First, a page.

In 2019 it became apparent that New York City has built too many fancy condos. In 2020, these condos will go on sale, as developers accept the reality of the market and lenders get impatient for their money back. Compounding the issue, another 5,600 new units are set to hit the market, further disrupting the balance between supply and demand. The growing acceptance that the city has too many units demanding top dollar means some of those eye-popping sticker prices will get jaw-dropping price cuts.

How deep will the discounts be? The changes to the New York state “mansion tax” that went into effect in July provided sellers with a strong incentive to strike deals, and may give a preview of what’s to come in 2020. Many units sold for well below their final listing prices: In the second quarter of 2019, 259 homes sold for 15% or more off their final listing price; the median discount for homes over $10 million was 12.5 percent. Across all sales in New York City that were listed on StreetEasy and closed in the second quarter of 2019, buyers negotiated nearly half a billion dollars off of final listing prices. While many sellers prefer to keep listing prices high (to tempt naive buyers into paying them), clearance sales of 15 to 20 percent off are likely to become normal.

The Gilded Age of Rentals Will Continue

The overpricing of existing sales inventory and uncertainty over the economy will lead rich New Yorkers to rent instead of buy, making 2020 a banner year for pricey rentals in amenity-rich buildings. Over the past five years, rents in non-amenity buildings throughout the city have risen 3% more than those in buildings with a doorman, gym, and/or pool, as demand for the city’s most affordable homes has remained strongest. Yet over the past year, this trend has reversed, with rents in fancier buildings growing by 3.4 percent, and rents in others by 2.9 percent.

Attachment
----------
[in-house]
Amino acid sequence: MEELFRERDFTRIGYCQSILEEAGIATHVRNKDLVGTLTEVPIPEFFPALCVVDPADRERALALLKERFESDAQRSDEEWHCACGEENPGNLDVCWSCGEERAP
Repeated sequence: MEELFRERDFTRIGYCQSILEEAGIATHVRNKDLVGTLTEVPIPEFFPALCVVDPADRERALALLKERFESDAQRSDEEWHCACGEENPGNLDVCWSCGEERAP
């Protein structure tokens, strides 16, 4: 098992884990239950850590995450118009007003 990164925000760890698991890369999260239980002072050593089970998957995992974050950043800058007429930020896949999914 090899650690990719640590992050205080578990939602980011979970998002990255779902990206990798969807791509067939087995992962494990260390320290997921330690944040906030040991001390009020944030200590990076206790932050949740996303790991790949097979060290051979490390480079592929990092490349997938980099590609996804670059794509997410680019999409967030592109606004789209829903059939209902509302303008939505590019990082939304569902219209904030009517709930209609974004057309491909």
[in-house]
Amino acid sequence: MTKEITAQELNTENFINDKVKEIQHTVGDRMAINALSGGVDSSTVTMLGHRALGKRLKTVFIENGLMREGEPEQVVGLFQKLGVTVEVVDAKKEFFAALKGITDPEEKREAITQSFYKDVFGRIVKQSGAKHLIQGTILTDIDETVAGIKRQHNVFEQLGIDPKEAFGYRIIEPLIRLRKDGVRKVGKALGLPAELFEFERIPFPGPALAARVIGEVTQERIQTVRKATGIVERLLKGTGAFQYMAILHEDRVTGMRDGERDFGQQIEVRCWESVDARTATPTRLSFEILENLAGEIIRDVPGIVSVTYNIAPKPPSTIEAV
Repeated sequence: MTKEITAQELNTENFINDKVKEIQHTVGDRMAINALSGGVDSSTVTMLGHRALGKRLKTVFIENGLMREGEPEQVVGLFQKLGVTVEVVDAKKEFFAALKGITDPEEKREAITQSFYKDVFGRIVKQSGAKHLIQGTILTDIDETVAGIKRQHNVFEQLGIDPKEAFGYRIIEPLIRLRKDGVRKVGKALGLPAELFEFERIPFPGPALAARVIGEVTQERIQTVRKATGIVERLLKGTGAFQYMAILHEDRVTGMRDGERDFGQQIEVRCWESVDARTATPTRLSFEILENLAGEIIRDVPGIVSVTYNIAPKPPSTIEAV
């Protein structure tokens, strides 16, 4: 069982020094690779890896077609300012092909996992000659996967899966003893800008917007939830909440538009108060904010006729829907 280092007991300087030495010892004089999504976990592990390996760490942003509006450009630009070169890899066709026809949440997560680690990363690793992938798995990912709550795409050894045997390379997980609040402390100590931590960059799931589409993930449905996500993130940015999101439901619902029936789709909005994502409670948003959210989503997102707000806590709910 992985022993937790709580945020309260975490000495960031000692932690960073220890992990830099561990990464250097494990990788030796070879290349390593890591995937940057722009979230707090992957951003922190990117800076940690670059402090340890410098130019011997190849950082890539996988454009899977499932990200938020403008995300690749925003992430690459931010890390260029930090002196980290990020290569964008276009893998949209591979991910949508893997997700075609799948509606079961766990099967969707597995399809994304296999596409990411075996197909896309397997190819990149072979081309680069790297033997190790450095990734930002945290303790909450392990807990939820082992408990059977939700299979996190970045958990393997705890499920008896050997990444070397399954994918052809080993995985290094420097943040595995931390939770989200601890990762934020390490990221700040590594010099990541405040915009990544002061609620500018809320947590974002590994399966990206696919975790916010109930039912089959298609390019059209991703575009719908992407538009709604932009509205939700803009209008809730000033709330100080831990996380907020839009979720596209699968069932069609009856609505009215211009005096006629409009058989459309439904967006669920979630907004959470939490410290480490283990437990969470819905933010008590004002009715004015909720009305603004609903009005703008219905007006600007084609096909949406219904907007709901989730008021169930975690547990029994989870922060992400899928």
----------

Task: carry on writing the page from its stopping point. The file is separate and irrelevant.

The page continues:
This acceleration of rent growth in fancy buildings reinforces the notion many wealthy locals are continuing to rent. Especially in expensive neighborhoods, the economics of owning are hard to justify. Though we expect rents to continue to rise citywide in 2020, with buyer uncertainty reigning, rents in amenity-rich buildings will continue to grow at a faster pace than others.

Some Neighborhoods Will Be Delayed Due to Train Traffic Ahead

As we showed in our 2019 Rent Affordability Report, New Yorkers tend to trade off commute time for a home that fits their budget. But the subway system’s accumulated maintenance needs have strained many New Yorkers’ ability to get to work on time. In September, the MTA unveiled a $54 billion capital plan designed in part to address these headaches, including signal upgrades and new cars on several lines. Yet if similar past efforts are any indication, better service will be more evident in some areas than others.

New Yorkers focus their home searches along subway lines, and the improvement of certain lines over others — as reflected by the volume of complaints New Yorkers hear from their coworkers, family and friends — will influence where they seek homes. Areas that see meaningful subway improvements will likely see increased housing demand, too.

Among potential winners is the Lexington Avenue 4/5/6 line, already one of the smoother-running but more congested lines, which is due for signal upgrades under the new capital plan. Should the 4/5/6 run consistently better than others, expect some home shoppers to take a second look at homes on the Upper East Side and East Harlem over their West Side counterparts, and Eastern Parkway-adjacent sections of Crown Heights over the A/C-serviced sections of Bed-Stuy.


by Grant Long

(reprinted with permission from Original article here.)